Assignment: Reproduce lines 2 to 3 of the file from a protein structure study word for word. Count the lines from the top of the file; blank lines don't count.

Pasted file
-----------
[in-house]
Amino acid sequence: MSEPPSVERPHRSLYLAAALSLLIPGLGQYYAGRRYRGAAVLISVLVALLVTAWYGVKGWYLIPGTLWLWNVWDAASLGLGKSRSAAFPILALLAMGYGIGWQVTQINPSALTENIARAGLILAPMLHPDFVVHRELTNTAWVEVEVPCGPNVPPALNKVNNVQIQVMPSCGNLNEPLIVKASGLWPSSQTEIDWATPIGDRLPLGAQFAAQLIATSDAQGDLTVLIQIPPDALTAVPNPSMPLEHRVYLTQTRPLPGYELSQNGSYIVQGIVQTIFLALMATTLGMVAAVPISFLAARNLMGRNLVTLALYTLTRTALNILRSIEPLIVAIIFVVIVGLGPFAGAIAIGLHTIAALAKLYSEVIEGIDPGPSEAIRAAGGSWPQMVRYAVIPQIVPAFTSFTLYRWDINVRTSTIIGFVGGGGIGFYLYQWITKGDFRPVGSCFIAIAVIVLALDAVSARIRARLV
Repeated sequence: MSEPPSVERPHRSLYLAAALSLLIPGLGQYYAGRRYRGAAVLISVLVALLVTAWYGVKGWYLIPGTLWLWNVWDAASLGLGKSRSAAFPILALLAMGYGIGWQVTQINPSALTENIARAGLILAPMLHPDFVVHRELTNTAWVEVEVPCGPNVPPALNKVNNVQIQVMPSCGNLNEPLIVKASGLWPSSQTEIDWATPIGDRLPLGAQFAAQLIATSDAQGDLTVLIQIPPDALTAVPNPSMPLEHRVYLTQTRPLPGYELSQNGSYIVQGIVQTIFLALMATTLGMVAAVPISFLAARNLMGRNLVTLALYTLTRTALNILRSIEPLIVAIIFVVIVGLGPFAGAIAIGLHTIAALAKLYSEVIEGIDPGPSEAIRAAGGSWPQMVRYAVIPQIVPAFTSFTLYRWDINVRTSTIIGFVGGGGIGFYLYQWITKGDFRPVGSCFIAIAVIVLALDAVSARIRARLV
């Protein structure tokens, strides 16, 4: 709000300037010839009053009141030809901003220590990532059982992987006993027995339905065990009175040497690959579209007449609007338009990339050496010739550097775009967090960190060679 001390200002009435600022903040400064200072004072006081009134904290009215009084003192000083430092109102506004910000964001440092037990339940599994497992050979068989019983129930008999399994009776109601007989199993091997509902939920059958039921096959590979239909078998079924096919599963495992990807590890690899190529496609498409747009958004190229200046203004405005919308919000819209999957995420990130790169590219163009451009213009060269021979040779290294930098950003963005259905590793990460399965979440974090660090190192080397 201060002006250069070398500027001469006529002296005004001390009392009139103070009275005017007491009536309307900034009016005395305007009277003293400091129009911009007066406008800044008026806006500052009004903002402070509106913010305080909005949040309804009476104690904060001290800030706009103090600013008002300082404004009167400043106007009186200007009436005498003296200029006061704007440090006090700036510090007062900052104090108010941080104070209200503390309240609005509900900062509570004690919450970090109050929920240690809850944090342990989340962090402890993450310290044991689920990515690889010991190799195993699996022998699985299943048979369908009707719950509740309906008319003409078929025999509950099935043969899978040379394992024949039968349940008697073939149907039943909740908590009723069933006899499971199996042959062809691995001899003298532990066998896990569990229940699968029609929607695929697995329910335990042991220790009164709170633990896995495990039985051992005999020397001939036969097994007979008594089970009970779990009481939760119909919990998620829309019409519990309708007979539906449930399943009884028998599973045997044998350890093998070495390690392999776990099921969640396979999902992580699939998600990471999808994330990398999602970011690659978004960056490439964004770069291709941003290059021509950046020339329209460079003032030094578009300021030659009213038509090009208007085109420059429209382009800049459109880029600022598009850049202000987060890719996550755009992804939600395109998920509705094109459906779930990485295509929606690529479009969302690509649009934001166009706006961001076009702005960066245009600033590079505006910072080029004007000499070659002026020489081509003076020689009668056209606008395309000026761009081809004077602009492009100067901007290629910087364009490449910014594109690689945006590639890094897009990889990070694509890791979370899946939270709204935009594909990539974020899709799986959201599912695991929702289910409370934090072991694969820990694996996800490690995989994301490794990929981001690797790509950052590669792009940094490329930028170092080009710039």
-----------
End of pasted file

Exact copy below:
Amino acid sequence: MSEPPSVERPHRSLYLAAALSLLIPGLGQYYAGRRYRGAAVLISVLVALLVTAWYGVKGWYLIPGTLWLWNVWDAASLGLGKSRSAAFPILALLAMGYGIGWQVTQINPSALTENIARAGLILAPMLHPDFVVHRELTNTAWVEVEVPCGPNVPPALNKVNNVQIQVMPSCGNLNEPLIVKASGLWPSSQTEIDWATPIGDRLPLGAQFAAQLIATSDAQGDLTVLIQIPPDALTAVPNPSMPLEHRVYLTQTRPLPGYELSQNGSYIVQGIVQTIFLALMATTLGMVAAVPISFLAARNLMGRNLVTLALYTLTRTALNILRSIEPLIVAIIFVVIVGLGPFAGAIAIGLHTIAALAKLYSEVIEGIDPGPSEAIRAAGGSWPQMVRYAVIPQIVPAFTSFTLYRWDINVRTSTIIGFVGGGGIGFYLYQWITKGDFRPVGSCFIAIAVIVLALDAVSARIRARLV
Repeated sequence: MSEPPSVERPHRSLYLAAALSLLIPGLGQYYAGRRYRGAAVLISVLVALLVTAWYGVKGWYLIPGTLWLWNVWDAASLGLGKSRSAAFPILALLAMGYGIGWQVTQINPSALTENIARAGLILAPMLHPDFVVHRELTNTAWVEVEVPCGPNVPPALNKVNNVQIQVMPSCGNLNEPLIVKASGLWPSSQTEIDWATPIGDRLPLGAQFAAQLIATSDAQGDLTVLIQIPPDALTAVPNPSMPLEHRVYLTQTRPLPGYELSQNGSYIVQGIVQTIFLALMATTLGMVAAVPISFLAARNLMGRNLVTLALYTLTRTALNILRSIEPLIVAIIFVVIVGLGPFAGAIAIGLHTIAALAKLYSEVIEGIDPGPSEAIRAAGGSWPQMVRYAVIPQIVPAFTSFTLYRWDINVRTSTIIGFVGGGGIGFYLYQWITKGDFRPVGSCFIAIAVIVLALDAVSARIRARLV